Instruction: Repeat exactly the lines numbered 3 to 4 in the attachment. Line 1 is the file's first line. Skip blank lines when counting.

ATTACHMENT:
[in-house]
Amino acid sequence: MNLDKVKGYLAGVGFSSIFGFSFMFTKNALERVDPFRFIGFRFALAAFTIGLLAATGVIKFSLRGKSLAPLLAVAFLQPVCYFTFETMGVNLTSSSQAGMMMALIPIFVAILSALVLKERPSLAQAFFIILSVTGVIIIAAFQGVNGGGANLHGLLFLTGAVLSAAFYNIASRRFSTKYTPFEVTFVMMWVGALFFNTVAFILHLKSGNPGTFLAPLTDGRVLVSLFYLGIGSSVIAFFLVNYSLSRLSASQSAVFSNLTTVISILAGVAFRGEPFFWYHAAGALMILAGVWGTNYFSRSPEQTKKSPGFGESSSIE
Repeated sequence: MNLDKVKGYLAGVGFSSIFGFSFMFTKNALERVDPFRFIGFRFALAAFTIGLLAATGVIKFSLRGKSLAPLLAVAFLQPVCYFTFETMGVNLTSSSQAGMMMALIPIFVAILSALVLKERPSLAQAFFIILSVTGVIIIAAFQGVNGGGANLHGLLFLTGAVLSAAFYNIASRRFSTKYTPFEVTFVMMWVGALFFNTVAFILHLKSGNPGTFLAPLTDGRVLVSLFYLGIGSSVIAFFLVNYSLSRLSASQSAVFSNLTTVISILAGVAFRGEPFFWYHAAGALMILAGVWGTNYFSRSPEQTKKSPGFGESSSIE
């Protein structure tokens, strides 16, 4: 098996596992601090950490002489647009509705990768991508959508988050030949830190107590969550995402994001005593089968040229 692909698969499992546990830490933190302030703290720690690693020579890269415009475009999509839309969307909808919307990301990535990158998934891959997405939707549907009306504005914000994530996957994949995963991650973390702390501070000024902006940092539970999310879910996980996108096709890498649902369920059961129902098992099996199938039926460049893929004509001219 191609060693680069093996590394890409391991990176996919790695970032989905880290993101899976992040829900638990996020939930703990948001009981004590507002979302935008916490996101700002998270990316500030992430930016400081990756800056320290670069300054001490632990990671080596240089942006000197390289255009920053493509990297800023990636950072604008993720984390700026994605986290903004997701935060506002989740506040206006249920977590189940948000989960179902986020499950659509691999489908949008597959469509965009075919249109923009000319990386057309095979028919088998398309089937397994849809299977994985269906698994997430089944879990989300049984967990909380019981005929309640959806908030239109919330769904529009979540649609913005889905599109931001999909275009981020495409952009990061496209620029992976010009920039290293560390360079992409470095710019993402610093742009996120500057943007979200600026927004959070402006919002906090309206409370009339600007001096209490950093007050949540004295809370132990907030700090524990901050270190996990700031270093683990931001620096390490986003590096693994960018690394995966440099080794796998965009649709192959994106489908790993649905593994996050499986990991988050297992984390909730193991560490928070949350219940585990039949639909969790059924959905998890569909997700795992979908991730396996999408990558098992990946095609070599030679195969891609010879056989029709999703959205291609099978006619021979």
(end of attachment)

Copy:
Repeated sequence: MNLDKVKGYLAGVGFSSIFGFSFMFTKNALERVDPFRFIGFRFALAAFTIGLLAATGVIKFSLRGKSLAPLLAVAFLQPVCYFTFETMGVNLTSSSQAGMMMALIPIFVAILSALVLKERPSLAQAFFIILSVTGVIIIAAFQGVNGGGANLHGLLFLTGAVLSAAFYNIASRRFSTKYTPFEVTFVMMWVGALFFNTVAFILHLKSGNPGTFLAPLTDGRVLVSLFYLGIGSSVIAFFLVNYSLSRLSASQSAVFSNLTTVISILAGVAFRGEPFFWYHAAGALMILAGVWGTNYFSRSPEQTKKSPGFGESSSIE
């Protein structure tokens, strides 16, 4: 098996596992601090950490002489647009509705990768991508959508988050030949830190107590969550995402994001005593089968040229 692909698969499992546990830490933190302030703290720690690693020579890269415009475009999509839309969307909808919307990301990535990158998934891959997405939707549907009306504005914000994530996957994949995963991650973390702390501070000024902006940092539970999310879910996980996108096709890498649902369920059961129902098992099996199938039926460049893929004509001219 191609060693680069093996590394890409391991990176996919790695970032989905880290993101899976992040829900638990996020939930703990948001009981004590507002979302935008916490996101700002998270990316500030992430930016400081990756800056320290670069300054001490632990990671080596240089942006000197390289255009920053493509990297800023990636950072604008993720984390700026994605986290903004997701935060506002989740506040206006249920977590189940948000989960179902986020499950659509691999489908949008597959469509965009075919249109923009000319990386057309095979028919088998398309089937397994849809299977994985269906698994997430089944879990989300049984967990909380019981005929309640959806908030239109919330769904529009979540649609913005889905599109931001999909275009981020495409952009990061496209620029992976010009920039290293560390360079992409470095710019993402610093742009996120500057943007979200600026927004959070402006919002906090309206409370009339600007001096209490950093007050949540004295809370132990907030700090524990901050270190996990700031270093683990931001620096390490986003590096693994960018690394995966440099080794796998965009649709192959994106489908790993649905593994996050499986990991988050297992984390909730193991560490928070949350219940585990039949639909969790059924959905998890569909997700795992979908991730396996999408990558098992990946095609070599030679195969891609010879056989029709999703959205291609099978006619021979």